Ken Paxton

Gabriel C. Pérez/KUT

From Texas Standard:

Political pundits, pollsters and activists have been saying for a while that the 2018 midterm elections are likely to result in some upheaval in the ranks of incumbent officeholders. Already, in special elections in other states, Democrats have run strong in reliably Republican areas, and here at home, one senator, and several members of Congress face enthusiastic opposition. But statewide officeholders – Republicans Gov. Greg Abbott, Attorney General Ken Paxton and Agriculture Commissioner Sid Miller – face somewhat easier paths to reelection. Still, Democrats are campaigning aggressively.

Julia Reihs / KUT

In a little-noticed court filing last month, Texas Attorney General Ken Paxton asked a federal judge to get rid of a popular part of the Affordable Care Act in Texas. In particular, his request could affect a part of the law that protects people with pre-existing conditions from being denied health insurance or being priced out of a health plan.

Marjorie Kamys Cotera: O'Rourke/Bob Daemmrich: Cruz

A new poll released Wednesday suggests that U.S. Sen Ted Cruz and U.S. Rep. Beto O'Rourke, D-El Paso, are in a dead heat.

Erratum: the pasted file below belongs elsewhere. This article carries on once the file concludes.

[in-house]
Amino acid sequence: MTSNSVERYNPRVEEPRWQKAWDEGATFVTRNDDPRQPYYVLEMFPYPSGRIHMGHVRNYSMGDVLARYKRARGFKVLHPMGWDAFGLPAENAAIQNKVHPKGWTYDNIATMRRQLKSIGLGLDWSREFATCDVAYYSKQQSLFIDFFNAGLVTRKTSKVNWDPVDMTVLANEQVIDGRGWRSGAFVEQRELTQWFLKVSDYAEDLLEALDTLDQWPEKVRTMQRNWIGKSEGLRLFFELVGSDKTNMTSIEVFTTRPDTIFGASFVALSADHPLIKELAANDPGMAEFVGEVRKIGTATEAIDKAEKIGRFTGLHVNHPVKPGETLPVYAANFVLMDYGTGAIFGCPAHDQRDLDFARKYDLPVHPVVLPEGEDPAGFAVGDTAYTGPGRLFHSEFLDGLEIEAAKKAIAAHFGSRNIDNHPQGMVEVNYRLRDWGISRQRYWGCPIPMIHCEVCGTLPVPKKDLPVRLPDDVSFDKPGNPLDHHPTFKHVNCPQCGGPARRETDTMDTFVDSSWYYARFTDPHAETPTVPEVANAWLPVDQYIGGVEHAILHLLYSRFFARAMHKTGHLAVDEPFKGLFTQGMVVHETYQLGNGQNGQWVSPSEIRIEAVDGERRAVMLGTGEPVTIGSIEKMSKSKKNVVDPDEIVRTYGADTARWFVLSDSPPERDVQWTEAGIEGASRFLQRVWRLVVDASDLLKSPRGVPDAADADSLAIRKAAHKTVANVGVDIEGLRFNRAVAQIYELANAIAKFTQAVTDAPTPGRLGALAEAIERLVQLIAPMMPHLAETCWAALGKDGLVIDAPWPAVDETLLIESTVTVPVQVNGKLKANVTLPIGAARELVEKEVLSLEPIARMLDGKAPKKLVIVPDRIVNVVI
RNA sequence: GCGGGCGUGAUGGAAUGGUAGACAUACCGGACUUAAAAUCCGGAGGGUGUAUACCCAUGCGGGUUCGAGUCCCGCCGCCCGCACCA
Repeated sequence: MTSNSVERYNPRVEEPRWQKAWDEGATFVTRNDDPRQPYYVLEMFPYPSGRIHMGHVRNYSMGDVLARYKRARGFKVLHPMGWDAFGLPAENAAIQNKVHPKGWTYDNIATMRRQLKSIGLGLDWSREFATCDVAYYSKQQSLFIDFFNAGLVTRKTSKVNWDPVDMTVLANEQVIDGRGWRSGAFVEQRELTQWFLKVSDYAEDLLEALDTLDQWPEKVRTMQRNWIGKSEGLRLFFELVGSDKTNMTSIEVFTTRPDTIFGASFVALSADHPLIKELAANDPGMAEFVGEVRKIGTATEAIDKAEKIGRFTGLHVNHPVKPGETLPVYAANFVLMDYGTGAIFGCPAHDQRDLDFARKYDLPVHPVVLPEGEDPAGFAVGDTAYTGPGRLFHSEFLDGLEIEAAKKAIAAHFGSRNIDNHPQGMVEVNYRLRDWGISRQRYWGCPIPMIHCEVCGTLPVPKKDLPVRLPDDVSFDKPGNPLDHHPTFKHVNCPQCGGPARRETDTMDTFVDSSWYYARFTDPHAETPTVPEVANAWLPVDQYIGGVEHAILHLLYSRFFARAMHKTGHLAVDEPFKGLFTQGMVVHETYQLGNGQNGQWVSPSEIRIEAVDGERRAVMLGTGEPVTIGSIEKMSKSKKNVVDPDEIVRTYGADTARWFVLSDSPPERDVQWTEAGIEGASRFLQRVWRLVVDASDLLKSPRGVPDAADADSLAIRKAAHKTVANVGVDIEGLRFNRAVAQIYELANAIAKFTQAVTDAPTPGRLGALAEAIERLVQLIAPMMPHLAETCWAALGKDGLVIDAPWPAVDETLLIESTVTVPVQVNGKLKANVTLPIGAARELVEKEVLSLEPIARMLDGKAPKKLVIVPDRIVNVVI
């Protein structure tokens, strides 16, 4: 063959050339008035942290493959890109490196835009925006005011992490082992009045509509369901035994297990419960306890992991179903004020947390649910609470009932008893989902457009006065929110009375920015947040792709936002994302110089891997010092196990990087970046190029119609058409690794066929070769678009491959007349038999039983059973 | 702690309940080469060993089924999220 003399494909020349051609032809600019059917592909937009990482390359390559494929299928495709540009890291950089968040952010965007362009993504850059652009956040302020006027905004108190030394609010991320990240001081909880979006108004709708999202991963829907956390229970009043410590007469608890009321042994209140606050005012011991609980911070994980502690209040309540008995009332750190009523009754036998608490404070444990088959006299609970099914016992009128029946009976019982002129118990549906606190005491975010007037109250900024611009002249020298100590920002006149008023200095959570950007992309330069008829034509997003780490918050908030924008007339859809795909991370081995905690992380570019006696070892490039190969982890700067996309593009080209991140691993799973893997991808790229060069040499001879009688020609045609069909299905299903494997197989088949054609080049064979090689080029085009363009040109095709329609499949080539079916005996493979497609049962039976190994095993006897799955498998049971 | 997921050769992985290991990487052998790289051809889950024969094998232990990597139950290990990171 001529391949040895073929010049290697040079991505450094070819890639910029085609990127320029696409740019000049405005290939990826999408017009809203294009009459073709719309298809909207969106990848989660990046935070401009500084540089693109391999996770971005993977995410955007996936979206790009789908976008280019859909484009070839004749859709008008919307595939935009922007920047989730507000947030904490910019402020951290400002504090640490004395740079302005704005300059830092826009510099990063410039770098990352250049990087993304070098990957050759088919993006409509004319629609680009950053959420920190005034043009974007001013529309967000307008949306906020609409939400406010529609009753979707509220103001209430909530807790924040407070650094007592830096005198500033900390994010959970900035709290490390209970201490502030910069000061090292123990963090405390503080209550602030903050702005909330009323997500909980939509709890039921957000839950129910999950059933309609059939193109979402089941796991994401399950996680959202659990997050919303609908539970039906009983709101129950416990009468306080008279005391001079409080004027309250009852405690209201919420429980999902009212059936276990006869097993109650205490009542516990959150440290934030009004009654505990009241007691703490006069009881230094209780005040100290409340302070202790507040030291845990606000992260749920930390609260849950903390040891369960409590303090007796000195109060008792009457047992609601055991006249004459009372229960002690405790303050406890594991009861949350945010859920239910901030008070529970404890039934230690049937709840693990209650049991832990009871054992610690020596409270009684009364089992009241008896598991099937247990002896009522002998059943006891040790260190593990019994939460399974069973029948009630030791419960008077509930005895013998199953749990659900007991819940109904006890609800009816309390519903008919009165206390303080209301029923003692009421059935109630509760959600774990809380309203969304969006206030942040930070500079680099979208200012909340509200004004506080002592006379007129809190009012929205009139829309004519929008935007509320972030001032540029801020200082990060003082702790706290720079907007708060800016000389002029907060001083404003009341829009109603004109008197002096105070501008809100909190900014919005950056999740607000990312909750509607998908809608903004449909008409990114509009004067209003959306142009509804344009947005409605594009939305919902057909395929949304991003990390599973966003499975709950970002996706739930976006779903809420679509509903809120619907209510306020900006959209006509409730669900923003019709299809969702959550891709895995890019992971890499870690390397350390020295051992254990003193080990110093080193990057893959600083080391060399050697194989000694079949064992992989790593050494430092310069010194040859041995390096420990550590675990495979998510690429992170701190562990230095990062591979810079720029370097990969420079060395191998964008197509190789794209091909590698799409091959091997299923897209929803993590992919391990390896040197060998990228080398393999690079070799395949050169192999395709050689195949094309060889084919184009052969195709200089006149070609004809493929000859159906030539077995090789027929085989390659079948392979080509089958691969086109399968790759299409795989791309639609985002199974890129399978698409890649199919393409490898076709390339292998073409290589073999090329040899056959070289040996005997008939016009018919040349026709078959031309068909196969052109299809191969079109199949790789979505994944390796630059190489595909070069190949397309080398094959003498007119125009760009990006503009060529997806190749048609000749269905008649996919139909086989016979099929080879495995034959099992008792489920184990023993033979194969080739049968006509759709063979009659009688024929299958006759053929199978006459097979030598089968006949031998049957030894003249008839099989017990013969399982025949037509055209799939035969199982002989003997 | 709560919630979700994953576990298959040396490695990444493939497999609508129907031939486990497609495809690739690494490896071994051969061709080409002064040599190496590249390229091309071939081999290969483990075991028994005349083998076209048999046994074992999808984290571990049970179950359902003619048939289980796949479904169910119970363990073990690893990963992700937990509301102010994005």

The poll from Texas Lyceum shows Cruz holding a slim margin over his Democratic challenger in the U.S. Senate race. Among likely voters, Cruz carries 41 percent of the vote compared to O’Rourke’s 39 percent. Nineteen percent of voters said they were undecided.

Gabriel C. Pérez / KUT

Austin has endured several legal jabs from the state in the past couple months.

Julia Reihs / KUT

Ken Paxton is taking on the federal Consumer Financial Protection Bureau.

The embattled watchdog agency – which was established in the wake of the financial crisis to police financial service providers – is seeking penalties against Mississippi-based payday lender All American Check Cashing, alleging it misled customers.

Paxton and 13 other states filed a brief arguing the CFPB doesn't have constitutional authority to levy penalties.

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